Though it was only 6 pm, it was already dark out. The fall sent shivers to the Southern Hemisphere, and I ventured out to procure bread for my family. I got to the bakery shop, facing a small dilemma. All the parking on the bakery´s side of the street was taken. I drove around the block and parked on the other side. It’s a narrow two-way street and buses pass all the time, making it difficult for two cars passing at once. I worried about somebody hitting my car or smashing my side mirror. So I thought about it a minute and left the lights on when I exited the car, hoping that would be enough to alert our modern-day semi-comatose drivers. And that my friends is what makes me an enthusiast.
In an era of ubiquitous radars, crushing insurance for anything slightly sporting and obnoxious rice racers and ultimate car douche-bags, enthusiasm is not what it once was. I believe that enthusiasm nowadays is evidenced by thinking of your car. Granting it half a second of our overstretched attention. When I go to the mall, I inevitably bore my wife by driving around for a while looking for that “safe” space. One that affords my car some room to escape dings and scratches. Parking as close as possible to a column is part of my strategy. The other is avoiding mommy mobiles as the fairer sex is not known for respecting the doors of the cars parked next to them.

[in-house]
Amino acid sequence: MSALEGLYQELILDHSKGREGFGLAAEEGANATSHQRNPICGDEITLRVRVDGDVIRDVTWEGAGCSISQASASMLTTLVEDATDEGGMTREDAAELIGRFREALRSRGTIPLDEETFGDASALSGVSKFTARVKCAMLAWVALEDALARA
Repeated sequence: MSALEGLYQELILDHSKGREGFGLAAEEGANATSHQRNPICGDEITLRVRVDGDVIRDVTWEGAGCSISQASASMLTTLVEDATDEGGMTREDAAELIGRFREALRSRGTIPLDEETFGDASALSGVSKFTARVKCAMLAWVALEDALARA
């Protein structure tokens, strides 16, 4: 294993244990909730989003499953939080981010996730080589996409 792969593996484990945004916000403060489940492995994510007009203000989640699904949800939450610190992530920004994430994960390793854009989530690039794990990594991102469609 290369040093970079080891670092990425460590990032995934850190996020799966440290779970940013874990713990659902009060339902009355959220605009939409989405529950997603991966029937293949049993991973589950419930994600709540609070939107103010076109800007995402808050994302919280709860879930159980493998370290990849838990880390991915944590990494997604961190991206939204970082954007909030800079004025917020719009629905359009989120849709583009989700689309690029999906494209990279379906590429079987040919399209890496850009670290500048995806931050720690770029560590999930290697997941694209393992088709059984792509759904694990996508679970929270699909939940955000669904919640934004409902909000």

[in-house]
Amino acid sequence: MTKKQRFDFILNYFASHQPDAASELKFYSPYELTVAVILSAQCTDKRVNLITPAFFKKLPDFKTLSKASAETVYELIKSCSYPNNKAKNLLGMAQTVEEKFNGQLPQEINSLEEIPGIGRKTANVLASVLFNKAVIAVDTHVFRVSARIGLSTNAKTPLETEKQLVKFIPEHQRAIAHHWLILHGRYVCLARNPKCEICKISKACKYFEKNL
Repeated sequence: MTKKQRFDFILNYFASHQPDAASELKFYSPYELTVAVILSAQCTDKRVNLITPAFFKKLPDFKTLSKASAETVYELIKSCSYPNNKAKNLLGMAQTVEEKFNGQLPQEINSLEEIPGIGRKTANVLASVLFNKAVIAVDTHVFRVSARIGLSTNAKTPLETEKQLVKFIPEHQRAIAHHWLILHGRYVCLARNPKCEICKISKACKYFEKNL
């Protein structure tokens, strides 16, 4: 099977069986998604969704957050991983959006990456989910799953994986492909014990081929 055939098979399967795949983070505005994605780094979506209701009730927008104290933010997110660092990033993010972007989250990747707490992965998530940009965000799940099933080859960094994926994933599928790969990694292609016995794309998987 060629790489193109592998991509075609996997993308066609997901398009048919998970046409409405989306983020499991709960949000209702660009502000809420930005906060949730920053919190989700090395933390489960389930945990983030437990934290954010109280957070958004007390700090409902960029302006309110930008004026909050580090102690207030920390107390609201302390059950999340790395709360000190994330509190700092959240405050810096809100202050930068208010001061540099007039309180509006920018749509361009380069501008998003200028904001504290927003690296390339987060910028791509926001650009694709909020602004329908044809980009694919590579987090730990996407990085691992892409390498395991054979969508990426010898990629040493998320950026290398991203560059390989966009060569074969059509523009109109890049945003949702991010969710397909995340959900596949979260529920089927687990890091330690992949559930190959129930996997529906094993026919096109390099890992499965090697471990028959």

I also wash my car from time to time. I like to keep it neat and never leave anything in the trunk. I firmly believe a trunk is for the temporary transportation of objects and not an extra closet to store your excess junk ad infinitum. You wouldn’t believe my brother’s cars for example. Not only do they go dirty for weeks at a time, but pop his trunk and you’ll find old socks, tennis balls and rackets, stethoscopes, two-liter plastic soda bottles. The car of course has no feelings and is not offended, but such behavior is proof that he is not an enthusiast. It shows he doesn’t spare a thought to his cars.
I could go on (I get out of the car to watch over the gas attendant’s indifferent work instead of lazily sitting in the car), but my point is made. Modern enthusiasm is not about zero to 60 times, top speed or even engine size. It’s more about how the car fits into your life. How it makes you feel. Whether or not it gives you what you want from it. From sublime handling to icy perfection and boring, eternal reliability, whatever idiosyncratically rocks your boat.
In this vein, modern enthusiasm encompasses anything from the poster child of bland, the Toyota Corolla, to the epitome of cool, the Citroën 2CV. If you spare your car a half of second of thought throughout the situations you face going about your business, then my friend you are an enthusiast.